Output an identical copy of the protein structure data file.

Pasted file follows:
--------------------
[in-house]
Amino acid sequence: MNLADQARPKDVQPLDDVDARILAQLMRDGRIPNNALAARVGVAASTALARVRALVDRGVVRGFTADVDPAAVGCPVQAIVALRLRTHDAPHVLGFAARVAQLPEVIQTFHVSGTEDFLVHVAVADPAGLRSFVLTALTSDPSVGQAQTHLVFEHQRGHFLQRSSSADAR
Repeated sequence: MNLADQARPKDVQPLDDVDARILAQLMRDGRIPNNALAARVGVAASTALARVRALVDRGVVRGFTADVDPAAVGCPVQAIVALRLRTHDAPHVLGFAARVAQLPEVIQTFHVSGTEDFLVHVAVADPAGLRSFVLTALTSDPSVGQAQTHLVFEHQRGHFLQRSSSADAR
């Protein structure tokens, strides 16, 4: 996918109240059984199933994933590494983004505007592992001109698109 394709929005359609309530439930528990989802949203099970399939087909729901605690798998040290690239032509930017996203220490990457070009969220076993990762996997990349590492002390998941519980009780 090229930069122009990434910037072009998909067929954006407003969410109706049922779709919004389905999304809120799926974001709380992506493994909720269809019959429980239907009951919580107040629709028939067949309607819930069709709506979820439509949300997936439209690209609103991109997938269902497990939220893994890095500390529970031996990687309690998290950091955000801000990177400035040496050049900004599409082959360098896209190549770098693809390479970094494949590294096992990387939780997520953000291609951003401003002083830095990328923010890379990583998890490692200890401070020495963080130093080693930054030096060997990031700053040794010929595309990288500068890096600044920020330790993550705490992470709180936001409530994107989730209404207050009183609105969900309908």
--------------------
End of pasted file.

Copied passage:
[in-house]
Amino acid sequence: MNLADQARPKDVQPLDDVDARILAQLMRDGRIPNNALAARVGVAASTALARVRALVDRGVVRGFTADVDPAAVGCPVQAIVALRLRTHDAPHVLGFAARVAQLPEVIQTFHVSGTEDFLVHVAVADPAGLRSFVLTALTSDPSVGQAQTHLVFEHQRGHFLQRSSSADAR
Repeated sequence: MNLADQARPKDVQPLDDVDARILAQLMRDGRIPNNALAARVGVAASTALARVRALVDRGVVRGFTADVDPAAVGCPVQAIVALRLRTHDAPHVLGFAARVAQLPEVIQTFHVSGTEDFLVHVAVADPAGLRSFVLTALTSDPSVGQAQTHLVFEHQRGHFLQRSSSADAR
């Protein structure tokens, strides 16, 4: 996918109240059984199933994933590494983004505007592992001109698109 394709929005359609309530439930528990989802949203099970399939087909729901605690798998040290690239032509930017996203220490990457070009969220076993990762996997990349590492002390998941519980009780 090229930069122009990434910037072009998909067929954006407003969410109706049922779709919004389905999304809120799926974001709380992506493994909720269809019959429980239907009951919580107040629709028939067949309607819930069709709506979820439509949300997936439209690209609103991109997938269902497990939220893994890095500390529970031996990687309690998290950091955000801000990177400035040496050049900004599409082959360098896209190549770098693809390479970094494949590294096992990387939780997520953000291609951003401003002083830095990328923010890379990583998890490692200890401070020495963080130093080693930054030096060997990031700053040794010929595309990288500068890096600044920020330790993550705490992470709180936001409530994107989730209404207050009183609105969900309908």